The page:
• Emeritus Professor of the Study of Religions Brian Bocking, University College Cork, and previously professor of the Study of Religions at SOAS, University of London, who has written widely on the academic study of religions and East Asian religions.
The Awakening of the West (Stephen Batchelor)
"This groundbreaking study rewrites our understanding of the first Westerners to embrace Buddhism as a living [tradition]. The authors offer a vivid portrait of a working-class Irishman in colonial Burma for whom Buddhism was not just a personal spiritual quest but a radical social and political practice."
-Stephen Batchelor (author of Secular Buddhism and After Buddhism)

"This is an extraordinary book. The authors have painstakingly tracked down scraps of evidence of U Dhammaloka's life from across continents, often in the most unlikely of places, and have succeeded in piecing together a wealth of information to reveal an unlikely and likeable hero.

"The result is not simply a gripping story. It is an education into the lives, ingenuity, and resilience of the usually undocumented, ordinary people living precarious lives on the margins of society across the globe at the height of Empire.

"It retraces the extensive networks of cooperation they formed in common cause for survival and a dignified life against a backdrop of extraction, exploitation and misrepresentation. This is a history of those who usually have no voice in its writing, a history that dismantles the civilizing myths of colonialism."
-Kate Crosby, Professor of Buddhist Studies, King's College, London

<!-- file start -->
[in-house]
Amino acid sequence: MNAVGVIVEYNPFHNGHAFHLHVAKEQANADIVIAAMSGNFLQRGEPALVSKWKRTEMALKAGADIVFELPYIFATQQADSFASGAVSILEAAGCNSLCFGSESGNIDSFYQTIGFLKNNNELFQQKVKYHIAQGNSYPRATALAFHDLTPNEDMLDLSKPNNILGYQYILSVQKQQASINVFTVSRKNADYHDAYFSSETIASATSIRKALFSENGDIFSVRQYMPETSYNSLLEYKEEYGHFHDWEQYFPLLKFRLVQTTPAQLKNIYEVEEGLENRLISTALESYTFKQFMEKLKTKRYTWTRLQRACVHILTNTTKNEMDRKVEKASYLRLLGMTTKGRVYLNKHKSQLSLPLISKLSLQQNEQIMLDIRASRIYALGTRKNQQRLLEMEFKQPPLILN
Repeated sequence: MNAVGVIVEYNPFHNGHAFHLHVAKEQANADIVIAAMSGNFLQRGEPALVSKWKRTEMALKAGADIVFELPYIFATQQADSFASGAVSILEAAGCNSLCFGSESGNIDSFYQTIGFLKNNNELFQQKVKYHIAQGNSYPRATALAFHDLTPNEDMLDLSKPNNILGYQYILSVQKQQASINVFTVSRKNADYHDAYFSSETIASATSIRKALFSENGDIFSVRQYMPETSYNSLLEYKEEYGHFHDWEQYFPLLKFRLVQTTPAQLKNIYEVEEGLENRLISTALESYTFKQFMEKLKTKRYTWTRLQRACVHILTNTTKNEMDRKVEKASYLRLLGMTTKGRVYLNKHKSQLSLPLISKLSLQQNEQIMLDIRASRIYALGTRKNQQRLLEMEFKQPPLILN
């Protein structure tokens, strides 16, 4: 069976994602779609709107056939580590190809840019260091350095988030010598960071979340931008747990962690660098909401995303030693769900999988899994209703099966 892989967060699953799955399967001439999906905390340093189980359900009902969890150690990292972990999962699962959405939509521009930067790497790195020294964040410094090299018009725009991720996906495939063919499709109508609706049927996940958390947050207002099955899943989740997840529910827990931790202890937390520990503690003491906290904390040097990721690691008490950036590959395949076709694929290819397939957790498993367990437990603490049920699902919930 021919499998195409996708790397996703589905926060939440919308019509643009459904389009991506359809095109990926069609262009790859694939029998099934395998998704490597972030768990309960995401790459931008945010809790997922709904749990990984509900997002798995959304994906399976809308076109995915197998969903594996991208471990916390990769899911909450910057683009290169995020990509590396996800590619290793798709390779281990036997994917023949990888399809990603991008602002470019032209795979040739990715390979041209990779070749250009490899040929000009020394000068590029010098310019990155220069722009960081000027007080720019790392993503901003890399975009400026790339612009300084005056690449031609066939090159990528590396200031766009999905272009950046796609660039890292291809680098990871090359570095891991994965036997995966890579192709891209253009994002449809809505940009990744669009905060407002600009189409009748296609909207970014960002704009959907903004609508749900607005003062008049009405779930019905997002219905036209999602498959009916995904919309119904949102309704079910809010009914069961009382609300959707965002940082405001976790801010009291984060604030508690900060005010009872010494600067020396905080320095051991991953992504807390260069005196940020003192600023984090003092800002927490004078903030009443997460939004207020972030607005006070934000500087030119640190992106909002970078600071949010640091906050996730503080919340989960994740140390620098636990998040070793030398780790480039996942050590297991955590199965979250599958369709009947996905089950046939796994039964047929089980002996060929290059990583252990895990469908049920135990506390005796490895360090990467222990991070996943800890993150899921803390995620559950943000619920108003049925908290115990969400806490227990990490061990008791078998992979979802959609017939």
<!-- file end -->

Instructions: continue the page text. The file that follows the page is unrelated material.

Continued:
"With notable tenacity and thoroughness, the authors trace the wandering career of the first European convert Buddhist monk, U Dhammaloka. Recounting the life of the fascinating twentieth-century working-class Irishman turned Burmese Buddhist monk, the authors bring into sharp relief the ways in which currents of intellectual, religious, and economic change made Buddhism a global tradition in an age of migration, colonization, and empire in Asia"
-Richard M. Jaffe, Director of the Asian/Pacific Studies Institute and Professor of Buddhist Studies, Duke University

"Among the early European converts to Buddhism, we think of Madame Blavatsky, Alexandra David-Neel, and Ananda Metteyya [Allan Bennett]. But there were many more, perhaps none more intriguing than the Irishman U Dhammaloka. Drawing on some impressive detective work, the authors here paint a fascinating picture -- more than a sketch, less than a portrait -- of this shape-shifting Buddhist monk. In the process, they provide many insights into fin-de-siècle [end of century] Buddhism."
-Dr. Donald Lopez, Ph.D., Arthur E. Link Distinguished Professor of Buddhist and Tibetan Studies, University of Michigan
  • Release date: April 17, 2020
  • Hardcover (288 pages), $39.95 (pre-order price)
  • Publisher: Oxford University Press
  • Language: English, ISBN-10: 019007308X
  • ISBN-13: 978-0190073084